National Work Zone Awareness Week is April 17-21
FRANKFORT, Ky. (April 17, 2023) – Slow down, put the phone down. Following this simple practice can save lives, and it could be yours.
Kentucky last year recorded 1,074 crashes in construction and maintenance/utility work zones. Six people were killed and 271 were injured. Two of the six fatalities were motorists or their passengers. While last year’s numbers show a reduction compared to 2021, eliminating preventable deaths in work zones remains the goal.
“The spring and summer months are peak construction seasons, so we’re all likely to see orange signs and barrels on our commutes warning that a work zone is ahead,” said Gov. Andy Beshear. “I want every Kentuckian, whether they are behind the wheel or barrier wall to make it home safe at the end of the day. Simple behaviors like reducing your speed and driving without distractions keep workers and motorists safe. Safe drivers plus safe workers mean safe work zones.”
National Work Zone Awareness Week begins on Monday, April 17, and the Kentucky Transportation Cabinet (KYTC) is joining other state transportation agencies to promote safe driver and worker practices to save lives and prevent injuries.
A work zone is anywhere a crew member is working. Work zones can involve construction workers, maintenance workers, utility crews, mowing contractors, brush cutters and tree trimmers.
“Drivers may be surprised to learn that they are the most vulnerable to be killed or injured in a work zone,” KYTC Secretary Gray said. “We all have an interest in staying safe in work zones, whether it’s a long-term construction project or a mobile operation, like patching potholes. Waiting to send that text or slowing down could make a life or death difference for motorists and workers.”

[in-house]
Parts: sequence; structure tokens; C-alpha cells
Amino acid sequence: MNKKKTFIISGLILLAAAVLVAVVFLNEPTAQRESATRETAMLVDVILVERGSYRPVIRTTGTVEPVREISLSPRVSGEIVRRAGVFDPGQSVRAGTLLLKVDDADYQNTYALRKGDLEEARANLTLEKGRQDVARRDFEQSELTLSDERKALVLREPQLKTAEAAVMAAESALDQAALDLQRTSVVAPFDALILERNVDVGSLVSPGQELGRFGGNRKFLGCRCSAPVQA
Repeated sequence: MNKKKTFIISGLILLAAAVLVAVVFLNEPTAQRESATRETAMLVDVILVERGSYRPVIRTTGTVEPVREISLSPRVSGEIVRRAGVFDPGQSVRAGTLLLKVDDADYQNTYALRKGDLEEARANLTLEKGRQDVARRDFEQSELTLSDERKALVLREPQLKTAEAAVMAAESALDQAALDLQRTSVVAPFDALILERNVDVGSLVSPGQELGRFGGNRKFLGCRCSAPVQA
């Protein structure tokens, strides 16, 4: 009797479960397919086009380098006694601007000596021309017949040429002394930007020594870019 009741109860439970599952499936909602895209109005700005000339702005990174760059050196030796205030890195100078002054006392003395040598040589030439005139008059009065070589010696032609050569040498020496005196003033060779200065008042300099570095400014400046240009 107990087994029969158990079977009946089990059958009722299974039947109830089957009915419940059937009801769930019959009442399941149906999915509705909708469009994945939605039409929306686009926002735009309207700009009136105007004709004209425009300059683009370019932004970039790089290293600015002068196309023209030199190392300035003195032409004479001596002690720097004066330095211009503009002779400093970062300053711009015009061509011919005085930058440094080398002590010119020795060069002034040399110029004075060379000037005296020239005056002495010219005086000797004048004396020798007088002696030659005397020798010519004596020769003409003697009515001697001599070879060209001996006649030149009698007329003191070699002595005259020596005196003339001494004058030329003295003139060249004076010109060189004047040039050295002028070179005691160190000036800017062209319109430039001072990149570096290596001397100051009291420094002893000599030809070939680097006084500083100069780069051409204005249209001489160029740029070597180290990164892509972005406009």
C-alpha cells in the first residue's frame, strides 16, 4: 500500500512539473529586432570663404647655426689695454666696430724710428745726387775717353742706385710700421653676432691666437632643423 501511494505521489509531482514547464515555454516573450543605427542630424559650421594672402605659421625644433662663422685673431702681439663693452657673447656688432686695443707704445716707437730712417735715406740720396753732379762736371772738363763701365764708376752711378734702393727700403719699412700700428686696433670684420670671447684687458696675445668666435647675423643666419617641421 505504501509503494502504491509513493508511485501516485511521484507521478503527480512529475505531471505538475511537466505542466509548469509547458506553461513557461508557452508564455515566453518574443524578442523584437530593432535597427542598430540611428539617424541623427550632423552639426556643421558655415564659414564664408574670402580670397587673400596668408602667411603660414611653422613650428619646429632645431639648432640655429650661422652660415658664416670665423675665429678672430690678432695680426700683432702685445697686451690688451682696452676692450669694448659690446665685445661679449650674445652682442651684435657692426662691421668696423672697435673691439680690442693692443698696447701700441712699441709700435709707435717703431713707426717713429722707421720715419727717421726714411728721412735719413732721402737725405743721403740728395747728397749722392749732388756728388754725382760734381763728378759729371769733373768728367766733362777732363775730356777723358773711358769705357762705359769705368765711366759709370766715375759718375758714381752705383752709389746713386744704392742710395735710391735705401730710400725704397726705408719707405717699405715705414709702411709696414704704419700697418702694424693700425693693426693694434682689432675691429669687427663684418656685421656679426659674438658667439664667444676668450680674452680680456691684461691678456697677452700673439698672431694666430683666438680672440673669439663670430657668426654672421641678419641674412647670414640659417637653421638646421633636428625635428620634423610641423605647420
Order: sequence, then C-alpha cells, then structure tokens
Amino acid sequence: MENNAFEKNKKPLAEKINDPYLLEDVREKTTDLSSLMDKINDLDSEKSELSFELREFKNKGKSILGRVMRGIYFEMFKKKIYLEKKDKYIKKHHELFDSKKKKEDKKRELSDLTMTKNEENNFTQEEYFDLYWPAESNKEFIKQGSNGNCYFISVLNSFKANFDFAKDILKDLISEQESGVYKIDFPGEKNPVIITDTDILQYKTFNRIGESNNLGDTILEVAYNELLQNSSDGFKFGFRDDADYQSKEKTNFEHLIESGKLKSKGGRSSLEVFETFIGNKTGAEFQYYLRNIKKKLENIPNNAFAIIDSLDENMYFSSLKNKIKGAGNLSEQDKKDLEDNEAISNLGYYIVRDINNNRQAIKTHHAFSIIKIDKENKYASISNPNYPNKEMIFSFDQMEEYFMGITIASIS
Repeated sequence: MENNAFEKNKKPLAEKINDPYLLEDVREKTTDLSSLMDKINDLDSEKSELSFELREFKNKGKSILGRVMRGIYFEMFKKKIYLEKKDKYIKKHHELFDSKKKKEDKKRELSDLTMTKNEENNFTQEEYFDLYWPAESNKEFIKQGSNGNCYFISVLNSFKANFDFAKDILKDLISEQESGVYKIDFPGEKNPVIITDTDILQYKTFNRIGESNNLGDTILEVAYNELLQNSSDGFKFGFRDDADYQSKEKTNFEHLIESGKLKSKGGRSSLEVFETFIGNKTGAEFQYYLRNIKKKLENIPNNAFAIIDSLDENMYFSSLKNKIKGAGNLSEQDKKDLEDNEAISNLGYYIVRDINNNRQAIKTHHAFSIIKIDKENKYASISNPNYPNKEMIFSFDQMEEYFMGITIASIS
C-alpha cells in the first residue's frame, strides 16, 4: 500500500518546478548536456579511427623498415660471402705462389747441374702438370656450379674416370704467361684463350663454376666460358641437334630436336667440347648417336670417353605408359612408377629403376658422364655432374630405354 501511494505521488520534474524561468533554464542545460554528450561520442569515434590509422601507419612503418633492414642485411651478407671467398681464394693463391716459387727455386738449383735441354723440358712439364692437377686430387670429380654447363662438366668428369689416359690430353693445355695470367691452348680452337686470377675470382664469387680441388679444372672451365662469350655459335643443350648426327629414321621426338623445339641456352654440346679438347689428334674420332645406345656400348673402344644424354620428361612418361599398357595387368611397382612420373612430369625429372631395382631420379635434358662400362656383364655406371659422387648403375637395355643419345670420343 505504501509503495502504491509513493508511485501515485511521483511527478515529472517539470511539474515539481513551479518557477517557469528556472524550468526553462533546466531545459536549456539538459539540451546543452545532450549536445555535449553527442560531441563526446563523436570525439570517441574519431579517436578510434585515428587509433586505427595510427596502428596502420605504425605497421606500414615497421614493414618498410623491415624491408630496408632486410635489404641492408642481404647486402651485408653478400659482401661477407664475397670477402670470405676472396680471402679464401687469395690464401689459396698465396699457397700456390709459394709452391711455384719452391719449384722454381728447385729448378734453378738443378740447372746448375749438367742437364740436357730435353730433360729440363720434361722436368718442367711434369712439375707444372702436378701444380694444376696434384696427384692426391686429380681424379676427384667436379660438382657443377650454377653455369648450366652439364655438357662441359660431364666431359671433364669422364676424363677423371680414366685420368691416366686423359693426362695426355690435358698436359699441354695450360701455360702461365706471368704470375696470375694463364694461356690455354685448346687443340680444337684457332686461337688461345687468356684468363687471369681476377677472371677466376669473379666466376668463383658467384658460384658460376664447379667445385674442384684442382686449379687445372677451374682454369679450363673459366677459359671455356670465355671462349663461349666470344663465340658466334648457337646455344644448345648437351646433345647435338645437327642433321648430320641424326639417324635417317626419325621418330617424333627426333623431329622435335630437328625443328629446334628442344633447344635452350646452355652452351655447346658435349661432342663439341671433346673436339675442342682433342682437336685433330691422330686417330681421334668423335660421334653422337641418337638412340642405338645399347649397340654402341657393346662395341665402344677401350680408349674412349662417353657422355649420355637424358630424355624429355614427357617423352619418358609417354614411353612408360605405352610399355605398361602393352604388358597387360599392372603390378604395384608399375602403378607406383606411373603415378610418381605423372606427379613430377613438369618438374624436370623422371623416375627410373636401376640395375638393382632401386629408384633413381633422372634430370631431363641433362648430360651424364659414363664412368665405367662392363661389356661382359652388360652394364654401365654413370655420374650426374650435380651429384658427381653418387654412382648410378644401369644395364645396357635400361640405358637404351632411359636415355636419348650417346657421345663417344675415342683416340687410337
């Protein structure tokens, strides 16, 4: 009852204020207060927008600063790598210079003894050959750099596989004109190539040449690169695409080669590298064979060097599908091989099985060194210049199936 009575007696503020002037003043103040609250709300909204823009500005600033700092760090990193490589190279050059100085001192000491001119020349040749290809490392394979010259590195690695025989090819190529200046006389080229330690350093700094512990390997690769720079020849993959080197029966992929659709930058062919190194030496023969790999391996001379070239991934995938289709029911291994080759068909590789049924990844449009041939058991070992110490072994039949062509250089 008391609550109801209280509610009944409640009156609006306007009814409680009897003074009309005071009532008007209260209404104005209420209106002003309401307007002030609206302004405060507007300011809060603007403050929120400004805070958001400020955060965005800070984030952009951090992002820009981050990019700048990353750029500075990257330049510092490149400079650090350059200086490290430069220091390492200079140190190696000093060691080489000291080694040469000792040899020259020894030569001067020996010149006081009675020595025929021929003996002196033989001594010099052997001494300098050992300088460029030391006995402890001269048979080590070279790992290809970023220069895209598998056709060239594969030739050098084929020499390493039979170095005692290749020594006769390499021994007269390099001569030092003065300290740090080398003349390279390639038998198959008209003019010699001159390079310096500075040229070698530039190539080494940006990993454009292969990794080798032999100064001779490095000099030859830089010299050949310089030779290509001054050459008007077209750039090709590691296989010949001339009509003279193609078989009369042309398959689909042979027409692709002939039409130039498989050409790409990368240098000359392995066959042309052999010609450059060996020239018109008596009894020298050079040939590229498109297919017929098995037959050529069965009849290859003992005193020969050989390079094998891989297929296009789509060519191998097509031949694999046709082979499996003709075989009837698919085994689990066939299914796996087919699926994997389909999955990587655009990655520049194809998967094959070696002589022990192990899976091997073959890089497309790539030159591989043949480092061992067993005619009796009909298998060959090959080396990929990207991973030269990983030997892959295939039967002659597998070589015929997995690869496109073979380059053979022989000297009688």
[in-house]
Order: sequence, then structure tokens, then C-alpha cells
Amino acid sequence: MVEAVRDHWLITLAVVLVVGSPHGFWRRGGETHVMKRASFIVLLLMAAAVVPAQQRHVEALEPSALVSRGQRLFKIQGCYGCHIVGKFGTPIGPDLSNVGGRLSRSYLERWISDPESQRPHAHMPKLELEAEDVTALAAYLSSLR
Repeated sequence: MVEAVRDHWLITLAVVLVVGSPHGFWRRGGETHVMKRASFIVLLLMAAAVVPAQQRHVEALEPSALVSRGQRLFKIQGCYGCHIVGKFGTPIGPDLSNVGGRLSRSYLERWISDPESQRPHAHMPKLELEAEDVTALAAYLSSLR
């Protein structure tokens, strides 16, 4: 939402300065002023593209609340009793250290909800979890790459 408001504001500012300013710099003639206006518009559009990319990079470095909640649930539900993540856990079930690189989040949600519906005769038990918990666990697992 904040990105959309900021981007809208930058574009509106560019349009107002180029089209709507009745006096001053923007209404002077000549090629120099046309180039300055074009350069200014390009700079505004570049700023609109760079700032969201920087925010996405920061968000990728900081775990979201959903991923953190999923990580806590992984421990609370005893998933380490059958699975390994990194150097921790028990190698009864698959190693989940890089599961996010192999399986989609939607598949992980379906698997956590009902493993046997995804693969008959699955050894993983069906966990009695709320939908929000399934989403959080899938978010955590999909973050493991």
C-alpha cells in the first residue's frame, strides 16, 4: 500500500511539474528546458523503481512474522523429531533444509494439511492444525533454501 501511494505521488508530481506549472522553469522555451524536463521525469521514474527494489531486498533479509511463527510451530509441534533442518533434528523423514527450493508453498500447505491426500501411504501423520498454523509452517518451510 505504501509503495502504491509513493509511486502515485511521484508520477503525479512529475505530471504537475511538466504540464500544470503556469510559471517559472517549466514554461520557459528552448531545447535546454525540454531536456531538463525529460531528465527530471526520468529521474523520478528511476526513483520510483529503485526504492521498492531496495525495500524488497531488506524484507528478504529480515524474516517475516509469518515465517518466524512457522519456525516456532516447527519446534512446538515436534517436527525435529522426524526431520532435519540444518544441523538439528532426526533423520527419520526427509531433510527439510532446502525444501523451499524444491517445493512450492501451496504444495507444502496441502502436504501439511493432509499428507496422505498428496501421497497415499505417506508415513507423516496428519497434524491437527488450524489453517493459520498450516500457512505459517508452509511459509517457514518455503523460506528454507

Year after year, the majority of victims are drivers or their passengers, and most work zone crashes in 2022 occurred in the daytime. In addition, law enforcement crash reports indicate that distracted driving was a factor in at least 43% of work zone crashes last year.
KYTC has an ongoing effort to increase safety in work zones through a combination of equipment innovations and training. They include temporary rumble strips, made of heavy rubber, which are portable and can be moved as a work zone advances.
They also include the use of a queue protection vehicle, also called a crash cushion, which is a large, truck-mounted shock absorber equipped with warning lights and message board. It is positioned on the shoulder of the highway, a half-mile before stopped traffic, and moves with the traffic queue.
“A work zone crew’s ‘office’ may be the emergency shoulder, a grassy median or a blocked-off driving lane,” Secretary Gray said. “We’re doing our part to be safe and ask motorists to do theirs.”
Here are tips for driving safely in a work zone:
- Pay attention. Don’t text or talk on the phone. Keep both hands on the wheel.
- Drive alert. Watch for speed limit reductions, narrowing lanes, changing traffic patterns and – most importantly – workers.
- Respect posted speed limits.
- Be patient. Driving 45 mph instead of 55 mph through a 5-mile work zone will only add 1.2 minutes to your trip. Speeding and aggressive driving are major causes of work zone crashes.
- Keep a safe distance. Allow space on all sides of your vehicle and maintain a safe following distance. The most common type of work zone crash is a rear-end collision.
- Respect flaggers and obey their guidance. A flagger has the same authority as a regulatory sign, so a driver can be cited for disobeying the flagger’s directions.
- Follow instructions on construction signage. Those signs are carefully selected to give drivers accurate information and important warnings.
- Know before you go. Check out go.ky.gov or use the free WAZE app for traffic and travel information.
- Select alternate routes when possible. If a work zone cannot be avoided, expect delays and allow for extra time.
To learn more about KYTC’s Vested in Work Zone Safety Campaign, visit KYTC. Work zone testimonials and tips will be shared all week on KYTC’s social media accounts.